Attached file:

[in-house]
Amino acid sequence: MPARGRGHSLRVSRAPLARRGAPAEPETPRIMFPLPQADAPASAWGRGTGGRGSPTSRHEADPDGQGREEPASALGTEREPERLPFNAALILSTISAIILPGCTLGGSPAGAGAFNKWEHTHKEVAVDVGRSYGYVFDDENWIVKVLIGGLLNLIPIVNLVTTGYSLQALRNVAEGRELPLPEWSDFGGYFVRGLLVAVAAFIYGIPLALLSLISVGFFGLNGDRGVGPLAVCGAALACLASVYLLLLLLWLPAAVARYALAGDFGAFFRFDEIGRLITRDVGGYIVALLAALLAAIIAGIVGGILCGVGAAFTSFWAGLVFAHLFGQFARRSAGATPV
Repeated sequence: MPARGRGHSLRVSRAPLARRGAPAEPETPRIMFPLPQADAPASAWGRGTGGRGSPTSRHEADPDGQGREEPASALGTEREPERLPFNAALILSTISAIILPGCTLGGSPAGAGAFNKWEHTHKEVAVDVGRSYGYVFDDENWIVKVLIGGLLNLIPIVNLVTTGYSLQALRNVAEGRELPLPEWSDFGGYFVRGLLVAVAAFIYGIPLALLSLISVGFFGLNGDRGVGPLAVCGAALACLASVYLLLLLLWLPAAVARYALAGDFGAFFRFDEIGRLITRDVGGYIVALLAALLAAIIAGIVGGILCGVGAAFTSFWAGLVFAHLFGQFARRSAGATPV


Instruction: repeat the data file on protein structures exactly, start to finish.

[in-house]
Amino acid sequence: MPARGRGHSLRVSRAPLARRGAPAEPETPRIMFPLPQADAPASAWGRGTGGRGSPTSRHEADPDGQGREEPASALGTEREPERLPFNAALILSTISAIILPGCTLGGSPAGAGAFNKWEHTHKEVAVDVGRSYGYVFDDENWIVKVLIGGLLNLIPIVNLVTTGYSLQALRNVAEGRELPLPEWSDFGGYFVRGLLVAVAAFIYGIPLALLSLISVGFFGLNGDRGVGPLAVCGAALACLASVYLLLLLLWLPAAVARYALAGDFGAFFRFDEIGRLITRDVGGYIVALLAALLAAIIAGIVGGILCGVGAAFTSFWAGLVFAHLFGQFARRSAGATPV
Repeated sequence: MPARGRGHSLRVSRAPLARRGAPAEPETPRIMFPLPQADAPASAWGRGTGGRGSPTSRHEADPDGQGREEPASALGTEREPERLPFNAALILSTISAIILPGCTLGGSPAGAGAFNKWEHTHKEVAVDVGRSYGYVFDDENWIVKVLIGGLLNLIPIVNLVTTGYSLQALRNVAEGRELPLPEWSDFGGYFVRGLLVAVAAFIYGIPLALLSLISVGFFGLNGDRGVGPLAVCGAALACLASVYLLLLLLWLPAAVARYALAGDFGAFFRFDEIGRLITRDVGGYIVALLAALLAAIIAGIVGGILCGVGAAFTSFWAGLVFAHLFGQFARRSAGATPV